Federal law (USA) prohibits dispensing without a prescription.
Keep tightly closed and protect from light. DO NOT use if seal is broken. Store at room temperature 59°-86°F (15°-30° C).
Opened containers with unused portions of product and applicator swabs containing residual product should be placed in a suitable, dry container for later disposal according to local hazardous waste practices. Waste containing Ferric Subsulfate Aqueous should not be subjected to any thermal process whether intended for destruction or recycling purposes.
- Armstrong RB, Nichols J. Pachance J. Punch biopsy wounds treated with Monsel’s solution or a collagen matrix. A comparison of healing. Arch. Dermatol 1986;122:546-549.
- Baden HP, Rapid hemostasis with Monsel’s solution (letter). Arch Dermatol 1984; 120:708.
- Demis DJ, Clinical dermatology, Hagerstown MD: Harper & Row, 1986; pp. 11-4:1-11-4:5.
- Camisa C., Roberts W. Monsel solution tattooing (letter). J Am Acad Dermatol 1983;8:753-754.
- Amazon K, Robinson MJ, Rywlin AM. Ferrugination caused by Monsel’s solution. Clinical observations and experimentation. Am J Dermatopathol 1980;2:197-205.
- Davis JR, Steinbronn KK, Graham AR, Dawson BV. Effects of Monsel’s solution in uterine cervix, AM J Clin Pathol 1984;82:332-335.
- Horn MS, Circeo RB, Hassan C. Radiographic artifacts produced by silver nitrate and Monsel’s solution (letter). J Am Acad Dernatol 1983;8:560-562.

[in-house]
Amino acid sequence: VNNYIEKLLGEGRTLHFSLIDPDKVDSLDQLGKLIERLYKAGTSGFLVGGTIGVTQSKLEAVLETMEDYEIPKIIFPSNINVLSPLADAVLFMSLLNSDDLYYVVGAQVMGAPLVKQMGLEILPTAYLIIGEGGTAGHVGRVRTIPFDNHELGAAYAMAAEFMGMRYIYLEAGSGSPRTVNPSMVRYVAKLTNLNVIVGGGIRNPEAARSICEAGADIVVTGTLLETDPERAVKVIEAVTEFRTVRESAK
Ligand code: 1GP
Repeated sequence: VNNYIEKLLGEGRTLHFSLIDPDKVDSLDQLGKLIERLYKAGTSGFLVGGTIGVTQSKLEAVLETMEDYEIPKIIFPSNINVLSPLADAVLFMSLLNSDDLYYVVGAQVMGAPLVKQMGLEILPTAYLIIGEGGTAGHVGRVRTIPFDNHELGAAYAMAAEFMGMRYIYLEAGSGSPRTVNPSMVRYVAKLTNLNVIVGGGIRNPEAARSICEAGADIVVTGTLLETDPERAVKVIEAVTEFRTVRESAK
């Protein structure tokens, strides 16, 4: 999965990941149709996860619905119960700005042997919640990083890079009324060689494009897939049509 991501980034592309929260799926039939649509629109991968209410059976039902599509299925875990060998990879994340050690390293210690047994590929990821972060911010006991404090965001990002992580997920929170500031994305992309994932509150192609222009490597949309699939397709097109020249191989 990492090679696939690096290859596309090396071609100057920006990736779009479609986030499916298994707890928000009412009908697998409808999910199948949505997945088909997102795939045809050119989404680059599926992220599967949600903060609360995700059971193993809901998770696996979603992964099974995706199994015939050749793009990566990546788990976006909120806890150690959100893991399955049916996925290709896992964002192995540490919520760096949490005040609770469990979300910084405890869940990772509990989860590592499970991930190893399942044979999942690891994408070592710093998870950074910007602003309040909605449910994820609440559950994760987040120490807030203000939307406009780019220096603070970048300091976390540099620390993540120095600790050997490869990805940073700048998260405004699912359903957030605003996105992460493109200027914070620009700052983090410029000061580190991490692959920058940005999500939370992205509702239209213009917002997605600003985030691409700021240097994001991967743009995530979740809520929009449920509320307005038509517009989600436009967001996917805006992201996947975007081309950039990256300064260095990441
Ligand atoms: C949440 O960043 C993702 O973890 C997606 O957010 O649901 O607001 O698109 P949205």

- Olmstead PM, Lund HZ, Leonard DD. Monsel’s solution: a histologic nuisance. J Am Acad Dermatol 1980;3:492-498.
- Wood C, Severin GL. Unusual histiocytic reaction to Monsel’s solution. Am J Dermatopathol 1980;2:261-264.
Lugol ’ s Strong Iodine Solution
Iodine 0.05 g/ml, Potassium Iodide 0.100 g/ml.
LUGOL’S is an aqueous solution containing Iodine 5%, and potassium iodide 10%, w/v (LUGOL’s Solution). LUGOL’s is a transparent liquid with a deep brown color and the odor of iodine.
LUGOL’S is supplied in 8 ml glass single-use bottles.
INDICATIONS AND USAGE
LUGOL’s is a topical antiseptic. Strong Iodine Solution is a germicide and fungicide. LUGOL’s is preservative-free.
LUGOL’S is applied directly to areas needing antiseptic.
For External Use Only.
Iodide preparations are contraindicated in patients with known sensitivity to the drugs.
Federal law restricts this device to sale by or on the order of a physician.
Keep tightly closed. Protect from light. DO NOT use if seal has been broken. Store at controlled room temperature 15°-30°C (59°-86°F).
Opened containers with unused portions of product and applicator swabs containing residual product should be placed in a suitable, dry container for disposal following local hazardous waste practices. Waste containing LUGOL’S should not be subjected to any thermal process whether intended for destruction or recycling purposes.
QKit Procedure Tray NDC # 59365- 9074 -1
Xylocaine ( Lidocaine HCl with Epinephrine )
WALLACH FERRIC SUBSULFATE AQUEOUS NDC 59365- 5006 - 0